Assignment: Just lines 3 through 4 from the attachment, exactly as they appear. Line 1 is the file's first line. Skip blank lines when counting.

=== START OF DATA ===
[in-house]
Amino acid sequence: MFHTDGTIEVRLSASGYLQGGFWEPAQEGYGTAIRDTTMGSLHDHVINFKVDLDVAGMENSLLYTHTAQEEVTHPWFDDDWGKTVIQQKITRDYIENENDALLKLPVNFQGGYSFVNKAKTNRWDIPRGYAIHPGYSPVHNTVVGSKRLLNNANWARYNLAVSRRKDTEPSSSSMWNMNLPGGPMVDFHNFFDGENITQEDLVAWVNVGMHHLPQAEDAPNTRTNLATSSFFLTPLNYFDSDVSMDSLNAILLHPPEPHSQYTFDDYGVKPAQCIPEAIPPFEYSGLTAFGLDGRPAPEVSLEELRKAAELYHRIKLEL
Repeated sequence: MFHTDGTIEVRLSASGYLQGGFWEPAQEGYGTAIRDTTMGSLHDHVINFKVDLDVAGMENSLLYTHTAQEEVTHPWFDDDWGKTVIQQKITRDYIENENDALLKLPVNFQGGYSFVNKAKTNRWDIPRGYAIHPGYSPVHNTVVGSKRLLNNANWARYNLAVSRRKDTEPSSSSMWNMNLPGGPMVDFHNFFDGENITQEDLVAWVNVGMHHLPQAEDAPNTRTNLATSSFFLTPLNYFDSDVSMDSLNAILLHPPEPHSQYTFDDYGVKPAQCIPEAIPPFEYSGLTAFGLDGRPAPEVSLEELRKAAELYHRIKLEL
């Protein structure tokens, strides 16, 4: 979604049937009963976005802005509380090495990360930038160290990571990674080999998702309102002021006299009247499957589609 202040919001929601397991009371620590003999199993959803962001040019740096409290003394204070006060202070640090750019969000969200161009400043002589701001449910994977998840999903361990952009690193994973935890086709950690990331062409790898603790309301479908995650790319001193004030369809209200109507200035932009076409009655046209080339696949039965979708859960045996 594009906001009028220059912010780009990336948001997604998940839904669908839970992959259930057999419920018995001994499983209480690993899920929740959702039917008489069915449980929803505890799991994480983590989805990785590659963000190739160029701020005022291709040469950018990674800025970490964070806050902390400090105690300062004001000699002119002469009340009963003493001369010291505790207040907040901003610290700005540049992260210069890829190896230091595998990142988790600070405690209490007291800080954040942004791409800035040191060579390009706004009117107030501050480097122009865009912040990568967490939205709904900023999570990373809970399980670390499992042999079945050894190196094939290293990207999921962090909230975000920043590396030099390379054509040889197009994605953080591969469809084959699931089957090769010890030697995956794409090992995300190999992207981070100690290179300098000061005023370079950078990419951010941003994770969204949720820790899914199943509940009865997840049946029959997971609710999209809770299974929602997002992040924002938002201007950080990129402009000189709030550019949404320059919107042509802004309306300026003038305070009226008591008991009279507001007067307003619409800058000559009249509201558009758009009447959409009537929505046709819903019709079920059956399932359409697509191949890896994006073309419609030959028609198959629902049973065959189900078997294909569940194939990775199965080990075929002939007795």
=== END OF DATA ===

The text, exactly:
Repeated sequence: MFHTDGTIEVRLSASGYLQGGFWEPAQEGYGTAIRDTTMGSLHDHVINFKVDLDVAGMENSLLYTHTAQEEVTHPWFDDDWGKTVIQQKITRDYIENENDALLKLPVNFQGGYSFVNKAKTNRWDIPRGYAIHPGYSPVHNTVVGSKRLLNNANWARYNLAVSRRKDTEPSSSSMWNMNLPGGPMVDFHNFFDGENITQEDLVAWVNVGMHHLPQAEDAPNTRTNLATSSFFLTPLNYFDSDVSMDSLNAILLHPPEPHSQYTFDDYGVKPAQCIPEAIPPFEYSGLTAFGLDGRPAPEVSLEELRKAAELYHRIKLEL
């Protein structure tokens, strides 16, 4: 979604049937009963976005802005509380090495990360930038160290990571990674080999998702309102002021006299009247499957589609 202040919001929601397991009371620590003999199993959803962001040019740096409290003394204070006060202070640090750019969000969200161009400043002589701001449910994977998840999903361990952009690193994973935890086709950690990331062409790898603790309301479908995650790319001193004030369809209200109507200035932009076409009655046209080339696949039965979708859960045996 594009906001009028220059912010780009990336948001997604998940839904669908839970992959259930057999419920018995001994499983209480690993899920929740959702039917008489069915449980929803505890799991994480983590989805990785590659963000190739160029701020005022291709040469950018990674800025970490964070806050902390400090105690300062004001000699002119002469009340009963003493001369010291505790207040907040901003610290700005540049992260210069890829190896230091595998990142988790600070405690209490007291800080954040942004791409800035040191060579390009706004009117107030501050480097122009865009912040990568967490939205709904900023999570990373809970399980670390499992042999079945050894190196094939290293990207999921962090909230975000920043590396030099390379054509040889197009994605953080591969469809084959699931089957090769010890030697995956794409090992995300190999992207981070100690290179300098000061005023370079950078990419951010941003994770969204949720820790899914199943509940009865997840049946029959997971609710999209809770299974929602997002992040924002938002201007950080990129402009000189709030550019949404320059919107042509802004309306300026003038305070009226008591008991009279507001007067307003619409800058000559009249509201558009758009009447959409009537929505046709819903019709079920059956399932359409697509191949890896994006073309419609030959028609198959629902049973065959189900078997294909569940194939990775199965080990075929002939007795």